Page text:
Legacy, The KCC Foundation magazine December 2012
Kankakee Community College's vision is to be a leader in creatively responding to our community's educational needs, emphasizing quality, affordability and effective partnerships.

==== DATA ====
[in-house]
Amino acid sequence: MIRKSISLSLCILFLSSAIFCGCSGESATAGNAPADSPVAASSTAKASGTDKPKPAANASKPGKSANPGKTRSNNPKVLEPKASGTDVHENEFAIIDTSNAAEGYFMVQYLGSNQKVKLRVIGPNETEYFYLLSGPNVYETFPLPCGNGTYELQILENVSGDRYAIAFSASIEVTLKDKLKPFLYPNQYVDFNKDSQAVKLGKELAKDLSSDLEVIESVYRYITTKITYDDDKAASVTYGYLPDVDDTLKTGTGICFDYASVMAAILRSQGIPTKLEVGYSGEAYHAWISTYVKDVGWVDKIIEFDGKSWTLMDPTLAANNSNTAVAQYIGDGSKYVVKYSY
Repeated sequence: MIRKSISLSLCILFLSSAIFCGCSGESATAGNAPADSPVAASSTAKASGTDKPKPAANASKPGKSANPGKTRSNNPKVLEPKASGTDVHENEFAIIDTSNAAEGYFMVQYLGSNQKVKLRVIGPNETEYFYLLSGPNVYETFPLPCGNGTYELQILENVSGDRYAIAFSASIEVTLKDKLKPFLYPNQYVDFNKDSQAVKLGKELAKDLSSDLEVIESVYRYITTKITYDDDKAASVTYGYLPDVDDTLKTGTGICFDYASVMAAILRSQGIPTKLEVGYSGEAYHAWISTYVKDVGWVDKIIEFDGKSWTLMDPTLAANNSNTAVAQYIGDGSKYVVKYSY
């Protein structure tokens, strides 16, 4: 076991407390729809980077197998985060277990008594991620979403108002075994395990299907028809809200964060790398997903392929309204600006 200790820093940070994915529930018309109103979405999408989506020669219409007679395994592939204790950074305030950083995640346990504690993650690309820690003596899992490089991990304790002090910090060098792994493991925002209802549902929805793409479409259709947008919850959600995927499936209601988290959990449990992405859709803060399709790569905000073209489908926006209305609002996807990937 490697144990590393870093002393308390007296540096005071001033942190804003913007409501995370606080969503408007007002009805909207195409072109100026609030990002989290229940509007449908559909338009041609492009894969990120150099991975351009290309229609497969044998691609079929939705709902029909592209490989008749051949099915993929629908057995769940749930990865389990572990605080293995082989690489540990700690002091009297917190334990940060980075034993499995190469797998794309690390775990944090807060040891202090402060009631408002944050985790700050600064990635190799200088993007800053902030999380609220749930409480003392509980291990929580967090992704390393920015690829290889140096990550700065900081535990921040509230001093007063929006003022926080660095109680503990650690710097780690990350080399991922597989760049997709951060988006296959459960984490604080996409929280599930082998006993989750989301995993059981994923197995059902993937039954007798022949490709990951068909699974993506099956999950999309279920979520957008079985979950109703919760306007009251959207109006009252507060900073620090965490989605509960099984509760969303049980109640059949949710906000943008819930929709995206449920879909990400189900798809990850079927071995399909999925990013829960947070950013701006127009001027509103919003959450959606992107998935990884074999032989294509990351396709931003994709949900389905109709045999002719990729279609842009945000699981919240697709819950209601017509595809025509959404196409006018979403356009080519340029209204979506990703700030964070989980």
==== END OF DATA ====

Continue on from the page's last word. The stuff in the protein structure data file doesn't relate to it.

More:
The KCC Foundation Magazine • Winter 2012 President of Municipal Bank and KCC Alumna of the Year CATHY BOICKEN Enhancing Quality of Life ἀ rough Learning 4 6 7 inside: A VERY HEALTHY PARTNERSHIP Riverside HealthCare BLUES, CLASSICAL & ALL THAT JAZZ GIFTS THAT KEEP GIVING LEARNING MORE Cathy Boicken, KCC Alumna of the year 8 10 HARD WORK FOR A DAY OF PLAY 12 14 PHILOSOPHICALLY SPEAKING Kenneth West, KCC Professor ALUMNI NOTES 2 A Very Healthy Partnership Riverside HealthCare Emergency personnel work with the ER staff to provide the best care possible in the shortest amount of time. R eignited through a collaboration with Riverside HealthCare, KCC’s Physical Therapist Assistant program now has 29 graduates. “In 2008, we partnered to re-open our Physical Therapist Assistant program,” said Kim Mau, KCC’s associate dean for health careers. “Riverside provided financial support and assisted the college in recruiting Jessica Corbus to lead the program as program director. She came in to assist in writing the curriculum as well as create a stateof-the-art lab and classroom.” The first PTA class graduated in 2011. “The applications for the program have doubled,” Mau said. “It has become so popular that we now get applications from potential students not only from our surrounding community but throughout Illinois.” “Our medical center and KCC have been working together since the school opened,” states Margaret Frogge, senior vice president of corporate strategy at Riverside HealthCare. “KCC is a tremendous resource, a true gem in this region.” Riverside HealthCare serves Kankakee, Iroquois, Will and Grundy counties. The system employs more than 2,500 professionals and features several healthcare facilities, including Kankakee the Riverside Medical Center, a 325-bed Community facility that is the area’s only Magnet®recognized hospital. “Kankakee Community College has been important in helping us develop an outstanding workforce,” notes Phillip Kambic, president and CEO of Riverside HealthCare. “Working with them to develop programs has helped us avoid having a shortage of trained professionals.” College has been important in helping us develop an outstanding workforce - Phillip Kambic The latest results of the partnership are talks for a new academic program in healthcare technology management. Frogge also notes the importance of the partnership between the two organizations. “We meet often with KCC’s faculty and administrators,” she says. “We talk about where we’re at now as well as what we think our future workforce needs will be. It’s a constant dialogue, an exchange 4 of ideas as well as information.” The relationship between the college and the health provider reaches a large number of people. Many of the adjunct instructors at KCC also work at Riverside, and many Riverside professionals are former KCC students. Students in KCC’s nursing, paramedic and other medical programs often complete practicums at Riverside and go on to full-time positions there. “The synergy between our two organizations is exciting,” said John Avendano, Ph.D., KCC president. “Riverside and KCC both strive for a higher level of excellence and quality in what we do. The open dialogue and communication between our organizations challenges us to improve our programs, add new curricula, and strengthen our graduates to ensure they are prepared for the workforce.” Today, new programs in medical information technology, medical documentation and coding are being jointly developed to meet current as well as future needs. According to the Bureau of Labor Statistics, employment of medical records and health information technicians is expected to increase by 21 percent from 2010 to 2020 – faster than the average for all occupations. “We’ve always been very proactive,” Kambic said. “We’re planning now for three and four years out to avoid a shortage. We currently believe that our healthcare IT and IT management staff will double in that time.” “Good luck is the result of good planning,” Kambic says. “We’re making sure now with the help of KCC that we don’t have a shortage in the future.” KCC welcomes discussions about workforce needs with all businesses or organizations. For more information, contact Kelly Myers, executive director of the KCC Foundation at firstname.lastname@example.org or 815-802-8260. KCC HEALTH CAREERS DEGREES AND CERTIFICATES Emergency Medical Technician Medical Assistant Coding Specialist Medical Laboratory Technician Medical Laboratory Assistant Nursing – Registered Nursing – Practical Nursing Assistant Paramedic Phlebotomy Physical Therapist Assistant Radiography Respiratory Therapist Neurological specialists prepare for a surgical procedure in one of Riverside’s 12 new state-ofthe-art operating suites. Photos: Courtesy of Riverside HealthCare Classical, Blues and all that Jazz Classical, Blues and all that Jazz WKCC 91.1 FM P ublic radio host Willie Dixon of Kankakee thinks that when people listen to jazz they feel good. radio stations at community colleges in Illinois.” The station features classical music daily. Dixon’s jazz program, “In a Mellow Tone,” airs on Friday nights. The Saturday night “Friends of the Blues Radio Show” is hosted by local volunteers D’Arcy Ballinger and James Walker. In addition, the station also presents programming from National Public Radio, American Public Media, Public Radio International, the WFMT Radio Network and independent producers. “WKCC airs programs that you can’t hear anywhere else in our area,” said Jonathan Coke, business dev elopment coordinator for WKCC. “And, we broadcast distinctive shows anchored in arts, culture and international, national, regional and local ne ws and information.” “We estimate that 2,500 to 3,000 people are listening at any one time, said Savage. “Our hope is that listeners are inspired to support us as well as tune-in. WKCC is owned and operated by Kankakee Community College, but we rely on member support to meet our budget goals. Corporate sponsors and underwriters play a key role, too.” Support means popular public radio pr ograms remain on the air and future growth for the station. The station uses donations to purchase programs, maintain equipment and for a variety of other initiatives. To make a donation, visit www.wkccradio.org and click on the “Support WKCC” tab in upper right corner of the screen. Photos: Above - Heather Claborn, WKCC reporter. Middle - Willie Dixon, host of “In a Mellow Tone” “Music can make a mood, said D ixon. “You can have a terrible argument with someone, but if you spend 30 minutes listening to jazz songs it can change y our attitude. J azz music has been influencing my life since I was a y oung boy growing up in Chicago. I’ve listened to the some gr eat musicians, and y ou don’t have to famous to be a good musician.” Willie, who turned eighty last J anuary, likes to sing and entertain. He’s been hosting the jazz show on WKCC since 2008, and selects his song list fr om the vinyl records he’s been collecting since he was a young man. He also taught sociology, history, and political science as an adjunct pr ofessor at KCC, and has been a tutor and instr uctor for KCC’s Upward Bound and Talent Search programs. He’s seen first-hand how students can learn from listening to diverse music styles. “Studying diverse music helps students realize that music comes fr om the heart, said Dixon. “It makes you think. It gets you rhythmic and feel a kinship to people.” “Our two studios are used as learning labs for the Introduction to Broadcasting classes, and our future goals include developing additional broadcast-related classes at the college, ” said Mike Savage, director and general manager for WKCC. “We have a unique public radio ser vice at KCC,” said Savage. “We broadcast a pr ofessional format of NPR ne ws, classical music, and jazz and blues 24-hours a day. It’s one of a handful of stations like it in the nation, and one of only two public 6 CASH – Gifts of cash provide funds for student scholarships, student programs and emerging needs. Gifts can also be made as a memorial or as a tribute to an individual. An acknowledgement letter is sent to the recipient or family on your behalf. Donation amounts are kept confidential. PLEDGES – A pledge enables a donor to consider a more significant gift than would have been otherwise possible. If you wish, you may make a contribution with payments spread over a period of time. Reminders will be sent about your commitment. CORPORATE MATCHING GIFTS More than 1000 parent companies and corporate foundations in the US currently match employee gifts to nonprofit organizations such as the KCC Foundation. Under corporate matching gift programs, gifts made by a company’s eligible employee to a nonprofit organization meeting the company’s guidelines are matched with company or corporate funds. Usually a donor completes the company’s matching gift form and sends it along with their donation to the KCC Foundation. To learn more about your company’s employee matching gift program, please check with your company’s Human Resources department, or review the KCC Foundation’s directory online at http://www.kcc.edu/ matchinggift to see if your company is listed. Y Gifts that Keep Giving our tax-deductible donation can change liv es and enhance community r esources. Contributions can be r ealized through one of the options detailed belo w, and your gift can be used for student scholarships, student pr ograms, emerging needs or any other ar ea that y ou select. Contributions to Kankakee Community College (K CC) Foundation advance the mission and activities of Kankakee Community College. Join KCC supporters who know that well-planned gifts can help achieve financial and charitable objectives as well as personal goals. SECURITIES – Securities can be one of the most advantageous ways to make a gift. The value of the donation for tax purposes will be determined by the date of transfer to the KCC Foundation. You avoid federal capital gains tax on the sale of the assets. Real Estate and Personal Property Tangible personal property such as art, books or equipment related to the mission of Kankakee Community College are tax deductible (at fair market value). Donations of property to the KCC Foundation offer opportunity to avoid capital gains tax and realize a charitable deduction for the full fair market value. GIFTS MADE THROUGH YOUR WILL A bequest in your will naming the KCC Foundation as a recipient of a portion of your estate can produce considerable savings in income and estate taxes for heirs of your estate. ENDOWMENT – You can contribute to existing endowment funds or establish a named endowment of your own. A gift of $25,000 will establish an endowment in your name or another name you select. INSURANCE – Life insurance is a potential gift. For a policy that is paid up, your charitable contribution is the cash value of the policy. Other policies can be given while you continue to pay the premiums, resulting in income tax deductions when the KCC Foundation is named both owner and fiduciary. Also, a new policy naming the KCC Foundation as beneficiary guarantees a future gift as well. Kelly Myers, executive director of the KCC Foundation is available to discuss the gift options that suit your needs. Contact the KCC Foundation office at (815) 802-8252 to schedule an appointment. 7 “Learning more helped me do more.” Cathy Boicken, KCC Alumna of the Year C athy Boicken, Chairman of the Board and President of Municipal Bank, is a good old-fashioned success story. No, she didn’t launch the latest social media Web site at age twenty. Instead, she reached her career goals by following a more traditional path that combined higher education with hard work and determination. These were just two of the criteria that the KCC Foundation considered when selecting Boicken for its prestigious John M. Fulton Distinguished Alumnus Award, which she received at the Century Scholars event on June 12, 2012. It also noted Boicken’s humanitarian service, support of education, and outstanding career success. on, you can easily transfer your credits to a four-year school.” As president of Municipal Bank, Boicken is in charge of overall operations including employee management, policy and allocation decisions, and investments. “Having worked in at least ten positions within the bank has made me a better president,” comments Boicken. “This wide range of responsibilities has given me the ability to make better decisions. I know how one decision impacts many other areas. I can see the whole picture.” Whether she is helping someone renegotiate a loan or assisting a customer in getting their first mortgage, Boicken is proud of the services she and her bank provide for their community. “Banking is more challenging today because customers are facing more challenges,” she says. “We enjoy helping them to succeed. It’s very rewarding to have a person walk out of your office with their first home loan. You know you’re helping them get the home of their dreams.” Boicken and her staff also give back to the community through their volunteer work for the Hospice of Kankakee Valley. “I am on the board of directors and every year my staff and I help organize the holiday fundraisers, including the live and silent auctions,” she states. “By working together, we’ve been successful -- yet we always look forward to doing more.” Through determination and education, Boicken has risen to the top of the banking profession. Yet she has learned that, no matter which profession one chooses, there is no substitute for hard work. “No matter what you’re doing, you need to push a little harder,” she says. “When you keep trying harder, it really does pay off in the end.” Boicken began her career with Eastern Illinois Bank in Momence as secretary to the Chief Executive Officer. Working full-time during the day, she took advantage of Kankakee Community College’s flexible class scheduling. “I admit I first chose KCC because I needed to work full-time and I could take night courses there,” she recalls. “Once I got there, however, I realized that the quality of their curriculum was superior and the teachers were highly qualified, caring professionals.” Boicken credits the education she got at KCC with her career success. “KCC did a good job in enhancing my skills,” she says. “The more education I got, the more confidence I gained, and the more responsibilities I was able to take on. I’ve worked in almost every department, including trusts, consumer loans, and mortgages.” Boicken continued to work full-time as she went on to earn her bachelor’s degree from Olivet Nazarene University’s adult studies program. In addition, during that same two years, she also added to her family. “I was in the hospital thirteen times during that pregnancy,” she recalls. “But I graduated with an A average when my daughter was one year old. Now she’s seventeen and we’re starting to talk about college for her.” Having grown up in the small Illinois community of Grant Park, Boicken was the first in her family to go to college. “My mom came from a farm family and my dad worked for the Ford Motor Company,” she recalls. “Things were very different then -- you could live well without going to college. Today, I encourage every young person to advance their education.” Boicken believes that hard work combined with education is the key to career advancement. “To be successful today, you need to strive to take on more and do more than what is expected,” she states. “I don’t ask others to do more than I do. If you want to get recognized, you need to go beyond your daily responsibilities.” Boicken recommends Kankakee Community College to both high school graduates and adults returning to school. “KCC works with local area employers and businesses to ensure that their graduates have the skills that are needed in our community for employment” she says. “You can take your basic core classes at a more affordable cost. If you want to go KCC President Dr. John Avendano and Cathy at the 2012 Century Scholars event. 9 T Jerry Hoekstra and Mike Scanlon enjoy the day he morning of Aug. 6, Jace Huggins loaded golf clubs for the Cavaliers Classic golf outing. After score cards were turned in, he was among the guests of honor at a reception which concluded the event. “Our scholarship recipients have many roles in their lives, said Kelly Myers, executive director of the KCC Foundation. Huggins is both an employee of the country club and a KCC Century Scholar. “Most work while they’re attending classes, some are raising families, and all of them are pursing degrees to build a better life.” “It’s not just about money,” said Huggins. “Donors are helping people build their future and the life they want for themselves.” The second annual Cavaliers Classic Golf Outing brought together more than 250 combined golfers and sponsors at the Kankakee Country Club to raise money for student and athletic scholarships and emerging needs. The outing is a combination of two golf events once coordinated by the Cavalier Club – a booster organization for KCC athletics – and the KCC Foundation. The outing raised more than $30,000 for KCC scholarships. “The money we raised makes a big difference for students,” said Steve Smith, chairman of the KCC Foundation board. “Proceeds from this event benefit emerging needs, general scholarships and KCC athletics. In total, 164 students received more than $175,000 in scholarship support for the 2012-13 academic year.” During the post-golf dinner, the audience met the 2012 Century Scholar recipients – Huggins and Heather Brush – and viewed a brief video about the KCC Student Ambassador program. The program illustrates one of the 200 plus scholarships available through the KCC Foundation. “KCC has been able to grow scholarships and academic programs because of support from partners like Nucor,” said Kelly Myers, executive director of the KCC Foundation. “We are sincerely grateful that Nucor took the lead as our title sponsor for the golf outing.” Abby Williams and Matt Olszewski shoot a golf ball cannon Hard Work for a Day of Play Cavaliers Classic Golf Outing Mike VanMill and Pat Martin are all smiles The winning foursome was Joda Crabtree, Steve Carley, Ted Heideman, and David Gibson. They earned the President’s Cup, which was donated by Xtreme Promotional Products. Each member of the top team also earned gift certificates to the Kankakee Country Club Pro Shop. “We appreciated all the golfers, sponsors and donors who participated. Providing scholarships for students is important for the college and the community,” said Myers. “A tremendous amount of hard work happens to coordinate an event of this caliber, said Smith. “But it ends with a spectacular day of play at Kankakee Country Club.” Next year’s outing will be held on August 12, 2013 at the Kankakee Country Club. Three of the President’s Cup winner pose with KCC president Dr. Avendano 10 CAVALIERS CLASSIC GOLF SPONSORS 2012 Title Sponsor Nucor Steel Golfer’s Gift Sponsor Demonica Kemper Architects Lunch Sponsor People’s Bank Cavalier Circle Sponsors Clancy-Gernon Funeral Homes, Inc. Country Financial First Trust Bank MSL Benefits & Consultants, Inc. PNC Bank Riverside Medical Center Van Drunen Farms Award Sponsor Xtreme Promotional Products Golf Cart Sponsor Provena St. Mary’s Hospital Course Contest Sponsors Boxes to Buses Storage Hoekstra Farms, LLC – Jerry & David Kankakee Valley Construction Company Morgan Stanley Smith Barney – Mr. Mike Bruner & Mr. Brian Thomas Oak Orthopedics Ted & Marian Petersen Driving Range Sponsors Huot Oil CSL Behring Economic Alliance of Kankakee Hearing Things, Inc. HomeStar Bank & Financial Services Pizza Resources Langlois Roofing Tee Sponsors Aaron’s Alarm Company Ace Hardware A.N. Webber, Inc. Aqua Illinois Arends/Hogan-Walker John Deere Art’s Landscaping Bade “The Appliance Specialists” B & D Electric Belson Scrap & Steel Big R Stores Bolt Electric Boxes to Buses Storage Brorsen Appraisel Service Brown & Brown - Chevy-Hyundai RV BSN Sports BSN Kesslers Sporting Goods C.I.B.C. Clark Baird Smith LLP County Beverage Creditor Collection Bureau, Inc. David M. Jaffe, Attorney At Law Deck & Baron, Attorney’s at Law Dexter Painting & Decorating Diamond Sports Promotions Dr. C. Stephen Burgner Dralle Chevy-Buick, Peotone Einfeldt Construction Emerald Valley Farms FCA Flooring First Agency Incorporated - Student & Athletic Insurance First Farm Credit Services First National Bank First National Bank of Indianapolis FLG, LLC Geoffrey Johns & Associates Girard Electric Glade Plumbing & Heating Gordon Electric Groskreutz, Schmidt, Abraham, Eshleman & Garretse, CPAs Harry & Deborah Bond Hayden’s Athletic Heartland Harvest, Inc. Hemenover Construction Heritage Development & Construction Heritage FS, Inc. Hillside Development Group Hinrich Heating & Air Conditioning Hoekstra Potato Farms and Hoekstra Transportation Holohan Heating HomeStar Bank & Financial Services Hove Buick Nissan - Hole-in-One Image Group – Bill Jurevich Iroquois Federal Savings & Loan Iroquois Paving Corp. Jim Rowe for Kankakee States Attorney John Vallone, D.D.S Journey’s by Jeni Kankakee Area Career Center Kelly Services Kens Truck Repair Key Outdoor Larimer & O’Connor Lisa Sanford - Real Living Speckman Realty Life Fitness Corporation Lori Naese - Real Living Speckman Realty M. Gingrich, Gereaux, & Associates Mallaney CARSTAR Meier Oil Service Momence Riverside Chevrolet Monical’s Pizza National Bank of Indianapolis Netherton’s Body Shop P & G Partnership Pacesetter Truck & Auto Accessories, Inc. Paint by Mortell Payne Sod Farm Premium Specialties Pyramid Restoration QSC Design Rick Jones Construction, Inc. Rodney E. Yergler, D.D.S, P.C. Ron’s Plumbing & Heating Rosenboom Realty Ruder Electric & Communications Ryan-Reum Insurance Scanlon Collision Specialists Shamblin Insurance & Financial Services Laura Smith Snider’s Nursery Standard Title State Bank of Herscher Subway/Taco Johns T.D. Pete’s Taylor Chrysler Jeep Dodge Tenco Excavating The Homestead Restaurant Tholens’ Landscaping and Garden Center Valley Glass Wadley & Associates C.P.A. Watseka-Gilman Monical’s Weather Seal Home Products Wendy’s Old Fashioned Hamburger West Laboratories Zelhart Excavating 11 A philosophical approach to practical education Kenneth West, KCC Professor “Education is more than just acquiring a skill set.” of sophistication, understanding and tolerance to become a capable person in our world and in the workplace.” While a bachelor’s degree from Brigham Young University and a master’s degree from Yale University Divinity School has provided West with outstanding credentials, he began his academic career at a small community college in Idaho. This personal experience has helped him appreciate the value of schools such as KCC. “With the controversy over the value of higher education, the escalating cost of tuition and the rising amount of student debt, community colleges like Kankakee make a lot of sense,” he says. “We give students an opportunity to succeed without having to go into substantial debt while also providing academic and emotional support for those who need it.” West points out that many of his colleagues also began their postsecondary education at community colleges. “While university professors are more likely concerned about research, we see our role in education as a one-on-one process with students,” he says. “We believe in the community college mission and fully support the open door policy. We work very hard to nurture students’ skills.” Meeting these needs has challenged West to take a practical approach to philosophy. “When John Avendano, our president, talked to hospitals in our area, they were concerned that new employees not only have skills but also T hose words from Kankakee Community College Philosophy Professor Kenneth West summarize his strong feeling that the study of the humanities is crucial in helping students become fully aware and effective individuals. “The study of humanities allows students to think critically by giving them a historical awareness, an awareness of other cultures, faiths and points of views. This helps students engage with others in a respectful and sensitive manner.” West recognizes that there is increasing pressure to reshape higher education to focus on skills directly applicable to the job market. He also believes, though, that the study of the humanities and social sciences through philosophy, literature, history, psychology, and sociology is an important part of this effort. “I sometimes kid about this, but I think of what I teach as helping to create ‘persons’,” he explains. “We each need to grow to become ‘persons.’ We need to reach a level 12 the emotional maturity needed to work in a healthcare environment,” he says. “Working with other colleagues, I slowly modified the Death and Dying course to include medical components, addressing what happens to the body and brain as a person dies. The approach is still identifiably philosophical, but I have tried hard to tackle issues of relevance to health care professionals.” West believes that, more than other areas, the humanities can equip students to deal with controversies and dilemmas in social, political and personal settings. “We’re providing them with skills to engage their lives in a meaningful way,” he said. “Thinking skills and cultural knowledge helps to build a vocabulary in which you can engage with others in a respectful manner.” In Ethics classes, West introduces students to different ethical philosophies, including utilitarianism, which concerns itself primarily with the promotion of happiness—the greatest happiness for the greatest number. The work of Immanuel Kant, concerned principally with what motivates human beings to act, is also explored at length. “We work on seeing how it is possible to approach the same problem from very different angles,” West explains. “We can then apply this to what students read in the news, the morality of what’s happening today.” West’s practical approach helps his students apply the humanities to “real-world” situations, but he also makes sure they get the same theoretical background that is being presented at four-year colleges and universities. “I received an email from one of our graduates who is now attending Indiana University in Bloomington,” he says. “She wanted me to know that in her current class, she was the only one who entered with a strong background in Kant’s categorical imperative. She felt she was more than prepared for the advanced class. To me that’s an affirmation that we’re doing something right here.” West’s commitment to the humanities extends beyond his scheduled classes. He has also joined with other instructors to offer a free biweekly class on Plato’s Republic, open to the public. “This is a lunch-time learning opportunity provided by myself and two other professors,” West states. “We do it every other Wednesday as a way to bring students and people from our community together to meet, learn and discuss. Last semester, we did the Federalist Papers to great success.” Open, relaxed and continuing interaction between professors and students is an important part of West’s approach to education. “At Kankakee Community College, almost all of my colleagues are very willing to spend time with their students. Our smaller class sizes encourage this continuing interaction,” he said. “We’re here to give help to students who may need extra support and attention. However, we also make it a point to encourage those who are doing well to continue to grow and challenge themselves.” 13 Foundation Denise Burklow, ‘05 For Denise Burklow, attending KCC was a turning point. Newly single at the time, Burklow enrolled in KCC and completed an Associate in Arts degree in 2005. She transferred to Olivet Nazarene University where she earned a bachelor’s degree in art, and she is currently enrolled in a master’s program at Governors State University. She resides in Manteno with her sons, Kyle and Levi, and their Great Dane, Bull Dozer. Burklow serves on the Alumni Advisory Committee for KCC, and as a board member for the Gretchen Charlton Art Gallery. She is employed as the recruitment coordinator at KCC. She says her life has come ‘full circle’ now. “KCC gave me the confidence to pursue my education, and my education gave me the opportunity to work at the college so that I could support myself and my children.” Burklow credits KCC with giving her many great experiences, interacting with people who genuinely cared about her educational future. Burklow says she gained mentors and personal friends who remain a part of her life KCC Alumni Kevin McGovern, ‘89 Kevin McGovern graduated from KCC in 1989 with an associate degree in Criminal Justice. After retiring from a distinguished career with the Kankakee City Police Department, McGovern became the Director of Communications for KanComm, a position which he holds today. KanComm answers the majority of 911 calls received in Kankakee County. In addition to his career, McGovern is active with a number of organizations, including the Association of Public Safety Communications Officials, the Northwestern University Center for Public Safety Alumni Association, the 7th Infantry Division Association and the Knights of Columbus Council 745, and the Professional Association of Driving Instructors. In addition, his family organizes the Run for Autism, and also participates in other autism awareness walks, runs and motorcycle rides. “I attended KCC while working full-time with a young family,” McGovern says. “The experience and education at KCC prepared me for my role in the Kankakee City Police Department, and it provided me the opportunity to manage family life, work full time and still continue my education. The relationships that were developed with both staff members and fellow students continue to be meaningful to this day.” McGovern and his wife, Chris, reside in Kankakee. He has two sons, Ryan and Adam. Elizabeth Becvar, ‘06 Elizabeth “Liz” Becvar, graduated from KCC with an Associate in Applied Science in 2006, majoring in office professional studies. Since then, she says she “never really left KCC. I was hired as an Administrative Assistant I in the marketing department two months before I graduated,” Becvar notes. “Working at KCC has made me very much aware of the importance of education to enhance the quality of life.” She recently celebrated her five year anniversary with the college. Becvar says that since graduating, she’s never stopped learning. Training services and seminars offered to KCC staff have helped her to increase her skills in customer service, technology, and leadership. Becvar puts those leadership skills to regular use through numerous roles within her church, St. Joseph’s Parish in Manteno. She has also been a regular blood donor since 1989 with Heartland Blood Services, and has been a seamstress for more than 35 years. Becvar resides in Manteno with her husband, Lee. They have two sons, Joshua and Zachary. Sam Nicholos, Business Sam Nicholos attended KCC from 1983 to 1984 studying business. During that time, he began as manager of Ted’s Shoes, his family business in Meadowview Shopping Center. Nicholos remained store manager until the business closed in 2009. He is currently the store manager at Joseph A. Banks in Indianapolis, IN. Nicholos has been actively involved in the community through the Salvation Army, and as the director of the Independent Athletic Association. He was a longtime member of the Kankakee County Board. Nicholos says KCC helped prepare him for the real world, and gave him instruction that he continues to use daily in his professional responsibilities. His children are Teddy and Anastasia. Jeanie Cancialosi, Cosmetology ‘88 When Jeanie Cancialosi completed the Cosmetology certification program in 1988, she was a young mother, divorced with two children. She credits KCC with “changing her life.” She completed her education, started her own business, and married her husband, Victor. Today, they have a blended family of five children. Jeanie is on the board of Cosmetology Illinois – Bourbonnais; she is a Look Good, Feel Better volunteer at both Provena St. Mary’s and Riverside Hospitals, giving classes for appearance related side effects for women with cancer. She is a board member for the Order of the Sons of Italy, and is a docent for the Frank Lloyd Wright House in Kankakee. Rodd Russow, ‘93 “What I really liked about attending KCC was the dedication of the instructors,” says Rod Russow, ‘93. “They were very helpful and encouraging, regardless of whether or not the student was right out of high school, or more commonly in my classes, an adult learner.” Russow graduated from KCC with an Associate in Applied Science degree in Business. He went on to earn a bachelor’s degree in business/human resources from Governors State University, and a master’s degree in human resources from Ottawa University. Today, Russow is director of human resources for Northcentral University in Scottsdale, AZ. He is a member of the Society for Human Resource Professionals, and a chapter member of the East Valley HR Association. He and his wife, Karen, live in Phoenix. They have two children, Kristina and Martin. 14 Notes: Where are they now? David Skelly, Criminal Justice After taking classes at KCC, David Skelly went onto attend Southern Illinois University where he earned a bachelor’s degree in administration of justice. He has been a police officer with the Kankakee City Police Department for 21 years, and is currently an administrative lieutenant. He is the past-president of the Police Benevolent and Protective Association, a board member with the Fieldstone Credit Union, and a Kankakee Valley Park District Commissioner. Skelly and his wife, Emily Summers Skelly, reside in Kankakee. Skelly has a stepson Noah, 10, and the couple has a daughter, Emilia, 2 years. Skelly credits KCC as a “great fit” for him right out of high school, enabling him to stay close to the familiar setting of home and friends. Skelly still enjoys visiting KCC and rekindling memories when the opportunity arises. Sarah Winkel, ‘99 Sara Winkel completed an Associate in Arts degree at KCC in 1999, and then transferred to Illinois State University to earn a bachelor’s degree in recreation and parks. Currently, Winkel is the manager of the Exploration Station Children’s Museum at the Bourbonnais Township Park District. Outside of work, Winkel is active in the community through Zonta Club of Kankakee. She has served as the food chairman for Zonta’s annual “International Taste” event, and is a former board member. Winkel says she loved her time at KCC. “It was a great school, and I had great experiences. I loved the fact that I had one-on-one interaction with the instructors; it was something I needed, and would not have gotten at a four year institution.” Winkel lives in Kankakee with her boyfriend, Beau Manny. Dan Wilder, ‘06 Dan Wilder joined Sorensen, Wilder & Associates in 2006 after graduating from KCC with a degree in law enforcement. With SWA, Wilder works extensively with educational and healthcare facilities across the nation, performing security vulnerability assessments and developing security programs. He also provides occupational health and safety training. Since graduating from KCC, Wilder has earned multiple certifications from the U.S. Department of Homeland Security, and has worked with local and state government agencies in design and implementation of disaster preparedness drills. Wilder also works as a firefighter/EMT and is a certified instructor with the Illinois State Fire Marshall’s Office. He says that KCC was a perfect stepping stone for his future. “The instructors helped me to be better prepared for my career through a commitment to one-on-one attention, and a genuine interest in student success. He was a great role model not only for learning the curriculum, but for what it means to be a dedicated professional.” Wilder is married, and resides in Bradley. Tammie (Wilkins) Wright, ‘93 Tammie Wright completed an Associate in Arts degree from KCC in 1993 and her life quickly took off from there. She married her husband Stacy in 1994, and the couple had their daughter, Mollie, in 1997. Wright was working at CIGNA when she graduated, and following her wedding, started working at then Armour Pharmaceuticals doing temp work in the Accounts Payable Department, and was then hired in the Maintenance Department as a supervisor’s assistant. She credits KCC with helping her get a foot in the door for her job. “Jobs are hard to come by, and people need every advantage they can get. A college education on a resume is a plus.” Wright continued employment until her daughter was born. As a stay-at-home mom, Wright became active with her daughter’s Girl Scout Troop for three years, including one year as leader, and has also been very involved in Children’s Ministry at Calvary Bible Church in Bourbonnais for the past eight years. Michael Clarke Duncan, 1957-2012 • KCC Student 1979 - 1981 Michael Clarke Duncan’s time at KCC remembered on CBS 2 Chicago news CBS 2 Chicago reporter Suzanne Le Mignot visited KCC on Tuesday, Sept. 4 to interview former Head Basketball Coach Denny Lehnus about Michael Clarke Duncan. The segment aired during the 5 p.m. newscast Tuesday. A video clip and written report are on the CBS website. Duncan was a KCC student and basketball player from 1979 to 1981. He later became an Oscar-nominated actor for his role as John Coffey in The Green Mile (1999). Duncan died Monday, Sept. 3 in California. 100 College Drive, Kankakee, IL 60901 The KCC Foundation Magazine Executive Editor Kari Sargeant Contributing Editor Ellen Skelly Contributors Kelly Myers Rebecca Wilder Vanderstoep-Karraker Photographer Bill Jurevich, The Image Group Graphic Designer John Fetterer KCC FOUNDATION BOARD OF DIRECTORS Dr. John Avendano, KCC President Jeff Bennett Joda Crabtree Scott Franco Maggie Frogge, Secretary John Fulton Tim Gernon Jeff Hammes Dennis Hess, Vice Chairman Jerald W. Hoekstra, Liaison to KCC Board of Trustees Brad Hove David Jaffe Michael Kick Robert La Beau, Legal Counsel Michael Lynch Dr. Ivan Meyer Mark Smith, Treasurer Steve Smith, Chairman Donald A. Wagner KCC BOARD OF TRUSTEES Hugh Van Voorst, chairman Jerald Hoekstra, vice chairman Brad Hove, secretary Richard Frey Robert LaBeau, legal counsel Patrick Martin Betty Meents Taylor Oâ€™Connor, student trustee Todd Widholm